All of these solutions are simplistic of course, but hopefully give you an idea of how to get your whole team and the one dissenting developer to "buy in" to the new Rails framework. Make them own it. Address their objections by asking for their solution within the framework (i.e. tossing out Rails is not the answer). If you can get the developer focused on the details of overcoming their own objections, you get the buy-in you need and a more peaceful team.

  • I'm not advocating for or against Rails, just trying to make suggestions that works with the current situation. – PeterT Aug 18 '16 at 15:33
  • I can tell you that she has not recommended any other frameworks or languages, her output is basically negative in terms of the Rails framework when she had to pass the Swift learning curve, she did not present any complaints, she rather enjoyed it I think its more of her behavior, her way of reacting to the frustration of not learning as quickly as she would like. I want to enable the team members so we can provide as much value as possible without replacing one of them the latter would make me feel like I failed as a manager Also Rails was our tool of choice long ago we even started SCRUM – Jaime Aug 22 '16 at 2:30
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TL;DR

Since I've only heard your side of things, I'm unwilling to assume the problem is the individual you're talking about. While I agree that there is a problem, the problem is one that involves people, processes, and change management. It will require you to acknowledge this before the problem can be resolved to anyone's satisfaction.

Most likely, you will need to make some changes to the composition of your team. That is not an indictment of the team member; it's simply that effective change management sometimes requires changes in personnel.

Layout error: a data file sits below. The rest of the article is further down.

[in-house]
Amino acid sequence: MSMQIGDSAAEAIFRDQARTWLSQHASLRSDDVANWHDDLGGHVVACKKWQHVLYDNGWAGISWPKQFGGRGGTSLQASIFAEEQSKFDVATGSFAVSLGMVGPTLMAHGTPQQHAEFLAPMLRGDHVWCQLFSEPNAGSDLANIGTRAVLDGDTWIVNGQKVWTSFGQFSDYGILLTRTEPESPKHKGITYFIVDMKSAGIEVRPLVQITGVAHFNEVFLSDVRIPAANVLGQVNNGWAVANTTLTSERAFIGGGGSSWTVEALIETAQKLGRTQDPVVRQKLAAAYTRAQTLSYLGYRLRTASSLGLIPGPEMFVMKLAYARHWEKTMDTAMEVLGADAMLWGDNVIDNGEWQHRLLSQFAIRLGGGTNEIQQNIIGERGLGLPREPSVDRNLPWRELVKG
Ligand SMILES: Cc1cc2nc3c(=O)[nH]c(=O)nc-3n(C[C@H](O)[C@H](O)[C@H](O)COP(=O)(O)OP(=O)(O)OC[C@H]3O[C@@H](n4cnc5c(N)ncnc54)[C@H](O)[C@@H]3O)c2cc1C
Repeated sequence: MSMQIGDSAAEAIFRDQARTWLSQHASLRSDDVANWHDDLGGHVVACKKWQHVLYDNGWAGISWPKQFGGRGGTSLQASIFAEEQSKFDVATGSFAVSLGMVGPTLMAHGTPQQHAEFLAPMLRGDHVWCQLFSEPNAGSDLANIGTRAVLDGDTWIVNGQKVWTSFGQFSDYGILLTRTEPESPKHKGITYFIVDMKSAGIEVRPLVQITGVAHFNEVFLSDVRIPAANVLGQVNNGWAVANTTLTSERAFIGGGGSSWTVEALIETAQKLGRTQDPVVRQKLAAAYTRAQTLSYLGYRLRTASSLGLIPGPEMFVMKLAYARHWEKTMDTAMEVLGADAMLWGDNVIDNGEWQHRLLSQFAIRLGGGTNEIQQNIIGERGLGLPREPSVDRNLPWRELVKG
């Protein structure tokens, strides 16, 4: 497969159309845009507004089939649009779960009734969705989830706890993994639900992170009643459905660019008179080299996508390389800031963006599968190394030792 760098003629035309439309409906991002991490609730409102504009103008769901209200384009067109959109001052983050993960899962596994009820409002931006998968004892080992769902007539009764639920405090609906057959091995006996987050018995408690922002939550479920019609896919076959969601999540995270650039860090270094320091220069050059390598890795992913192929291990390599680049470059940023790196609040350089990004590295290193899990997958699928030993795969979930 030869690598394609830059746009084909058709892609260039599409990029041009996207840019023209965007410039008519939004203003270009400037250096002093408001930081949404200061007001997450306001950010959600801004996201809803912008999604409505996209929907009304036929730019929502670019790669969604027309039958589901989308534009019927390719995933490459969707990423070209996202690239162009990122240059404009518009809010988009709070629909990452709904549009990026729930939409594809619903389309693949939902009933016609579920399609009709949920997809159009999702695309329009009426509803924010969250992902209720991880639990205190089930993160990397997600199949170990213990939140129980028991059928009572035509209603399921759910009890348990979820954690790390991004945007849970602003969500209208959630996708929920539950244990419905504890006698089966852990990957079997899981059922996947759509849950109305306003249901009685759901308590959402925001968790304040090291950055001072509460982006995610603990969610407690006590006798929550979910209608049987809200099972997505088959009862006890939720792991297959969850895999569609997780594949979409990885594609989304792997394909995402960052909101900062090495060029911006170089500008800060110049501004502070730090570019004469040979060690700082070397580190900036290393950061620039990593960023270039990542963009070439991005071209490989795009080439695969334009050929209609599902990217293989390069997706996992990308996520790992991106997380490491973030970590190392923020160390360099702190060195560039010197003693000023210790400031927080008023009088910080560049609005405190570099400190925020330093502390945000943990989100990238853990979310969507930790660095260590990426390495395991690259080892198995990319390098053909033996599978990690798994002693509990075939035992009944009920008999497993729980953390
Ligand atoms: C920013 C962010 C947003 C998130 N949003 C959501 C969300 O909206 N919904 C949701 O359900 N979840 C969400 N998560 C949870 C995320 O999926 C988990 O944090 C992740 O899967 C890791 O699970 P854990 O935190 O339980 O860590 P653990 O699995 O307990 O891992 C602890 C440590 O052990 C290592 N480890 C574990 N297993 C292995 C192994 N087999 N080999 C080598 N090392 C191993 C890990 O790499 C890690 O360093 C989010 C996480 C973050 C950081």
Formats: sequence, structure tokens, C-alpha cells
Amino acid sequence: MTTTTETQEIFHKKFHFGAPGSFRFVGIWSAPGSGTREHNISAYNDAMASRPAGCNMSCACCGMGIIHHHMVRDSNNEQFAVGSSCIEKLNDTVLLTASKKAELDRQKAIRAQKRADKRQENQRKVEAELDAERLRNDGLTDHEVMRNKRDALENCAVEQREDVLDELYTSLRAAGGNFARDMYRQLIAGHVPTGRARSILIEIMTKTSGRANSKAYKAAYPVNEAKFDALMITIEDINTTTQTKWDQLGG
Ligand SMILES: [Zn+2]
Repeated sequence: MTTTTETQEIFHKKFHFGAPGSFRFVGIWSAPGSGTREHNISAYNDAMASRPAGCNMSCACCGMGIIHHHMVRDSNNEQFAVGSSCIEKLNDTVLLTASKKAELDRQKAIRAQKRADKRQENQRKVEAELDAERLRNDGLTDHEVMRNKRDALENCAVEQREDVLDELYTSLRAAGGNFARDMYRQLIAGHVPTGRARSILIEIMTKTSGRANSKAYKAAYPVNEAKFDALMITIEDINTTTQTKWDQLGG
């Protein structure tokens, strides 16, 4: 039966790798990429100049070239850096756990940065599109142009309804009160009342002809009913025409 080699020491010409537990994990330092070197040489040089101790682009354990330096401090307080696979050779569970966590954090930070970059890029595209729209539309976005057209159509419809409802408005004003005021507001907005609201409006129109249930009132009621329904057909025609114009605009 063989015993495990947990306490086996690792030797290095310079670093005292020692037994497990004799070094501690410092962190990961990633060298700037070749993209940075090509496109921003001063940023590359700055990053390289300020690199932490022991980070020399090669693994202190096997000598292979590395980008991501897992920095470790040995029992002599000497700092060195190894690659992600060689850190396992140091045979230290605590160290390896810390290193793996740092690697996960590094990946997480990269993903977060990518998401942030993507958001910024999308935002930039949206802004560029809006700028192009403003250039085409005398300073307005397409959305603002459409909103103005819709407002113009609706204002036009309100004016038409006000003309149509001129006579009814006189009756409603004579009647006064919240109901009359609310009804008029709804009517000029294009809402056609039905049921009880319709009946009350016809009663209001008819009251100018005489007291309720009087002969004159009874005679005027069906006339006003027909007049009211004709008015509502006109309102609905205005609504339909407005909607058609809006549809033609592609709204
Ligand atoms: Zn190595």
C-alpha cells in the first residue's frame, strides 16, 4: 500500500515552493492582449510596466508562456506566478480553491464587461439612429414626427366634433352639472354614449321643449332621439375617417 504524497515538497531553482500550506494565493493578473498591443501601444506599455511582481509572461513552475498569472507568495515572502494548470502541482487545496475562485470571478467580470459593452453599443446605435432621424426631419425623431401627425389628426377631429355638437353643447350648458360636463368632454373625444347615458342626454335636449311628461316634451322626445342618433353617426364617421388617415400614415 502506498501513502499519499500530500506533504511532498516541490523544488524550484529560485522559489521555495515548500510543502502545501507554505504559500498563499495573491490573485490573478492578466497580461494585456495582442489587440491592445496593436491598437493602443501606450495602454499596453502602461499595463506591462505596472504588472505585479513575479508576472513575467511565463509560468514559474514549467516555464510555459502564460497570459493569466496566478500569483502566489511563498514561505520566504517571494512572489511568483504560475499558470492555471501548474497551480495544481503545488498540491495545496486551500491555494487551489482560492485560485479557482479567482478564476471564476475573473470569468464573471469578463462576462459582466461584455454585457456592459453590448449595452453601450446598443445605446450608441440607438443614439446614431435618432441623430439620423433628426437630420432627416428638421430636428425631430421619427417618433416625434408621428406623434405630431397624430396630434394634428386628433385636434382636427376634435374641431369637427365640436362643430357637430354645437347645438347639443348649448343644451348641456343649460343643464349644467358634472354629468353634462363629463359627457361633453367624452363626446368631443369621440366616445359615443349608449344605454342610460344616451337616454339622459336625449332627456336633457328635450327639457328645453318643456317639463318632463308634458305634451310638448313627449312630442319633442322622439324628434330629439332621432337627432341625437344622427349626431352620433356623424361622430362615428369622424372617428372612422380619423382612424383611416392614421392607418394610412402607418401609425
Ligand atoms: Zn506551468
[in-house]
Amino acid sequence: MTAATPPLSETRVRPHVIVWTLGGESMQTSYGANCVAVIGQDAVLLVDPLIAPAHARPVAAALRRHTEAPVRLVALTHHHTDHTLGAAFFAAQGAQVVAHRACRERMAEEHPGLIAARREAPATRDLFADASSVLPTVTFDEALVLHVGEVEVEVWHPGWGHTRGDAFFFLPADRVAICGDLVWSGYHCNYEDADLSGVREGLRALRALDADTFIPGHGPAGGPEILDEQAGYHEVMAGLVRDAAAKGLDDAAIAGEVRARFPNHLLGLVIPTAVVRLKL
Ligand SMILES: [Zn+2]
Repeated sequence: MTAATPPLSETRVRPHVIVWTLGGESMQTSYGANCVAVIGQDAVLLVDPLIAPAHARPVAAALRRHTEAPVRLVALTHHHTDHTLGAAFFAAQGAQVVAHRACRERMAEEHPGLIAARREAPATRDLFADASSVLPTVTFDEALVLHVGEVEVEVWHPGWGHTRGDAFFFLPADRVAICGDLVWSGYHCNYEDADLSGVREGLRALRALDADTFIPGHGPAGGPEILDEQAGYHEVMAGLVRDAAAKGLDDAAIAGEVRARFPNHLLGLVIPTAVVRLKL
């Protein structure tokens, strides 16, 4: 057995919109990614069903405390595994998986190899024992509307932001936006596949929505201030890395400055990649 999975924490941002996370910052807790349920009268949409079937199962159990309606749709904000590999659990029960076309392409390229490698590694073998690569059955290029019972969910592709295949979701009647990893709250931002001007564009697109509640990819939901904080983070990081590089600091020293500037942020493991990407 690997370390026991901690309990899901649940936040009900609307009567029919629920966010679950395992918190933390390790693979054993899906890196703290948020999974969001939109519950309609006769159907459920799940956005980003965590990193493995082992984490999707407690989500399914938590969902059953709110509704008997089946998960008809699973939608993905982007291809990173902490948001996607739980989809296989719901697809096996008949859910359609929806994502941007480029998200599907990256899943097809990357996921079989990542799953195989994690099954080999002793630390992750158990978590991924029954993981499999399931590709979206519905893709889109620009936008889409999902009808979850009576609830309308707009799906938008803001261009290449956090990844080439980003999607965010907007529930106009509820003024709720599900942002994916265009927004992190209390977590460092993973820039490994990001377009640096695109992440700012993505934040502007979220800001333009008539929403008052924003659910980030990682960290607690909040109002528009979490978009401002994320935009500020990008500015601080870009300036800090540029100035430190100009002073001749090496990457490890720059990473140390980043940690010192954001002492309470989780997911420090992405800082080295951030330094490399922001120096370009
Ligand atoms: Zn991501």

If you ask this question on a different Q&A site like Workplace SE you may get a different answer. From a project management perspective, though, and especially from an agile perspective, you have not implemented organizational change properly.

Introduce Organizational Change Properly

In programming, you change one simple thing at a time so you can debug it. You have changed at least two complex things at the same time, and are struggling to debug it.

Scrum (or any project management framework) requires training and time to be implemented effectively. In addition, agile frameworks require buy-in from the entire team, not just the project manager.

If you have team members who aren't interested in agile practices or Scrum ceremonies, and you have truly exhausted all teachable moments and coaching opportunities, then you need to take responsibility for having prescribed a framework without having first created buy-in. After you do that, you need to form a team that contains self-organizing people who want to follow an agile framework.

Introduce Job Changes Properly

On the job front, you've introduced a host of changes to the team's job description, including changing:

  1. Project management framework
  2. Language
  3. Web application framework
  4. Technology stack
  5. Technological ecosystem

If you've changed all that, you've also probably changed the product that you're building, too. That's a lot of change to a person's job description, and not everyone in I.T. wants to be cross-functional or learn new languages and frameworks that don't fit their cognitive patterns.

Some people enjoy the chance to use new technologies or work on a new project, while others prefer stability and to stay within a well-defined comfort zone. If you just switched someone's job description from .NET or Java programmer in a waterfall shop to Ruby on Rails developer in a Scrum and/or DevOps organization, there are certainly going to be people who can't or won't make the switch.